“Our understanding is that Zupco is looking to enrol less than
1 500 kombis.
“So what will become of the rest, is there going to be a buyout programme for these as happened in South Africa where they phased out old models and provided loans to operators to buy new kombis and buses or buy them out completely?”
Katsvairo said transport operators were willing to be part of the Zupco franchise scheme, but only after its conditions are improved.
“The programme will provide an organised transportation system if managed well through making sure that franchisees are paid hire fees commensurate with the costs of operation, paid and reviewed in time, cheaper spares are organised centrally by Zupco and a fleet replacement/upgrade system is urgently put in place,” he said.
“Commuters will benefit from absence of harassment by touts and better ranking infrastructure investment put in place at drop and pick-up points.”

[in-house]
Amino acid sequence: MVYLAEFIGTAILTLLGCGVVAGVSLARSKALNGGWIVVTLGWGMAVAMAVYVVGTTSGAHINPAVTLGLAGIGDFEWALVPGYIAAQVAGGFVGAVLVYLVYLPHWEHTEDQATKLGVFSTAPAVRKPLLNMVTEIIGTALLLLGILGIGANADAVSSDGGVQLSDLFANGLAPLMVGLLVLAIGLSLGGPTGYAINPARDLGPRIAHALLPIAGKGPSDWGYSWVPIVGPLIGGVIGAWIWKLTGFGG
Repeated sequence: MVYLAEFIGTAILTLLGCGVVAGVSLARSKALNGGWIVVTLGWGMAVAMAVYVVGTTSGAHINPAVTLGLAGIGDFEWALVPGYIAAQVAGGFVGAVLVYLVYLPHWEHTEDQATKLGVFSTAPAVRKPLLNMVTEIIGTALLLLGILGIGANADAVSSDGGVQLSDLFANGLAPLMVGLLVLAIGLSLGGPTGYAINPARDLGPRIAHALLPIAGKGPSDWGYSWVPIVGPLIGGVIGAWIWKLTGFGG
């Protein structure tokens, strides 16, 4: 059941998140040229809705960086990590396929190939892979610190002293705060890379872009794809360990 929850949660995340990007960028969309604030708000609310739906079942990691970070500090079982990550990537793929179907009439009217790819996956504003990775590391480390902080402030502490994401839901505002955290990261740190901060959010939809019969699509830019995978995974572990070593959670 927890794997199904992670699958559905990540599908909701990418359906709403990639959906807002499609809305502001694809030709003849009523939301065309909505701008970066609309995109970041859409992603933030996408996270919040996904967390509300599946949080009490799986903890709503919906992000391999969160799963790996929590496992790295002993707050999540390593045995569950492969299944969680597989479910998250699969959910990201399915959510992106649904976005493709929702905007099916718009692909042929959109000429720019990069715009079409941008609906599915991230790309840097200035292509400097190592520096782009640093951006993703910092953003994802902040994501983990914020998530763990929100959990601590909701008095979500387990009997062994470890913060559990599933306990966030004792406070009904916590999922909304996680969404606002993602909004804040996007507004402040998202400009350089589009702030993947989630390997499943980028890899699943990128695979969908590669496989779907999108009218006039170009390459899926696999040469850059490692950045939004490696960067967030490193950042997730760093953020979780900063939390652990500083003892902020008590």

Katsvairo said post-lockdown, government must put in place a workable system that would also accommodate transport players outside the Zupco scheme.
“In the long-term and post-lockdown and opening up of industry, government must put in place a transport policy and laws to assist with the organisation of those left out of Zupco that they don’t come back and operate again as individuals, but under associations or companies in order to maintain an orderly and professional transport system,” he added.
“Stringent laws must also be put in place to deal with touts and protect the organised transport companies from mushika shika operators and pirating by private motorists for sustainability of the sector.
“What we need post-lockdown are major reforms and tighter controls and new regulations on the sector than a total ban.